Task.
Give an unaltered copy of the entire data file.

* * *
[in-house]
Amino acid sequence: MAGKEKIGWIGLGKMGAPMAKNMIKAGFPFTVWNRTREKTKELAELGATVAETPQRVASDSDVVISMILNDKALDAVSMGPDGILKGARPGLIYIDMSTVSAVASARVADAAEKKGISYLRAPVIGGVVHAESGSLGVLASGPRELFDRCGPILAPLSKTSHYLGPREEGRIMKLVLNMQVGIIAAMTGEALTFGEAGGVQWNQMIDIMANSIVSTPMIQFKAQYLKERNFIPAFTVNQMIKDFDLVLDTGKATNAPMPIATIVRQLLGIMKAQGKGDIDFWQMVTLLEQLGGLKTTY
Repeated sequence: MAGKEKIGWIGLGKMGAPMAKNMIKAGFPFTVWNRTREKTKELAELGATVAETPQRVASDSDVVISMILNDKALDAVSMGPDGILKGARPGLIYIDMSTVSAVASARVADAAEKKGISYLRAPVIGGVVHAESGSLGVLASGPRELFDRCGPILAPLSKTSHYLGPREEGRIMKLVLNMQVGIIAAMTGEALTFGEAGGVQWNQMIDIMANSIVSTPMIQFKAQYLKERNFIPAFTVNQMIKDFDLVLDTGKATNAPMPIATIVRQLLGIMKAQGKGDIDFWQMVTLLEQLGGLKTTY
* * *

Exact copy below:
[in-house]
Amino acid sequence: MAGKEKIGWIGLGKMGAPMAKNMIKAGFPFTVWNRTREKTKELAELGATVAETPQRVASDSDVVISMILNDKALDAVSMGPDGILKGARPGLIYIDMSTVSAVASARVADAAEKKGISYLRAPVIGGVVHAESGSLGVLASGPRELFDRCGPILAPLSKTSHYLGPREEGRIMKLVLNMQVGIIAAMTGEALTFGEAGGVQWNQMIDIMANSIVSTPMIQFKAQYLKERNFIPAFTVNQMIKDFDLVLDTGKATNAPMPIATIVRQLLGIMKAQGKGDIDFWQMVTLLEQLGGLKTTY
Repeated sequence: MAGKEKIGWIGLGKMGAPMAKNMIKAGFPFTVWNRTREKTKELAELGATVAETPQRVASDSDVVISMILNDKALDAVSMGPDGILKGARPGLIYIDMSTVSAVASARVADAAEKKGISYLRAPVIGGVVHAESGSLGVLASGPRELFDRCGPILAPLSKTSHYLGPREEGRIMKLVLNMQVGIIAAMTGEALTFGEAGGVQWNQMIDIMANSIVSTPMIQFKAQYLKERNFIPAFTVNQMIKDFDLVLDTGKATNAPMPIATIVRQLLGIMKAQGKGDIDFWQMVTLLEQLGGLKTTY